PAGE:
We saw seals for the first time. They were cute and some were big and some were small. We have been at the Galapagos for a few days now and I have been doing school trying to get it done. I have 3 more Key Questions still to do (key questions are questions that i have to send in to the Ontario school program). I am trying to get them done as soon as I can so I will be free from school when Artemo gets here. I really hope they do!!!!!! And I really miss them.
I am going to write more stories and put them on the blog. I have already started writing one!!!!
Yesterday, we went with a taxi driver Luis to a volcano. It was filled with water and we walked all around the top. On the way we saw wild horses. They were really cool!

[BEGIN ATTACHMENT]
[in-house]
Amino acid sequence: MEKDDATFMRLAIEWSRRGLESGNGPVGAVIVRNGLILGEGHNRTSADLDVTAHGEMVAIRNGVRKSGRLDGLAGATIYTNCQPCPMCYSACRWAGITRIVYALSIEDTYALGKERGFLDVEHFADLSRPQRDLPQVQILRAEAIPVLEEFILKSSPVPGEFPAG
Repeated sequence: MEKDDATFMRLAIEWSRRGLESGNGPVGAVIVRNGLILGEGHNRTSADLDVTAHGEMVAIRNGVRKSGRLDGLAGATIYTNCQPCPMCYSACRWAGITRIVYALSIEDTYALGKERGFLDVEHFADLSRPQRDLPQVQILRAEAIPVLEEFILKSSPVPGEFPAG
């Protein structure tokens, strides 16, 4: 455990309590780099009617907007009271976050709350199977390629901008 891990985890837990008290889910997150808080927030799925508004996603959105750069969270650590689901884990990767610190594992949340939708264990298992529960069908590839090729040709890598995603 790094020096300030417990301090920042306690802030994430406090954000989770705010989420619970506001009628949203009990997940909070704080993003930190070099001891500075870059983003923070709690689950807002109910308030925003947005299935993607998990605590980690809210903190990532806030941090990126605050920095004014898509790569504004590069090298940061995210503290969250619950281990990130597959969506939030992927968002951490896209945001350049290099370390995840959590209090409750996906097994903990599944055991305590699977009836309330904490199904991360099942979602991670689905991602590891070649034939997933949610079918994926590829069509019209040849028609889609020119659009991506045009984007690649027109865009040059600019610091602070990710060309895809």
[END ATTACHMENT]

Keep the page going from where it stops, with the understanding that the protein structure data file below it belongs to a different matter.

Our day of adventure started early with a huge pot of oatmeal. We were meeting out driver at 8:30 and still had to strip all the beds and get the last bits of laundry together. At 8:15, we were still slurping back oatmeal despite our best intentions so, needless to say, we were a little late.
To get to shore, a water taxi was hailed on channel 14 on the VHF. The kids love doing this: "taxi, taxi, Gromit, por favor!" Within minutes, a little skiff zoomed up to the side of Gromit. We threw our three big duffle bags of laundry in and off we sped to shore.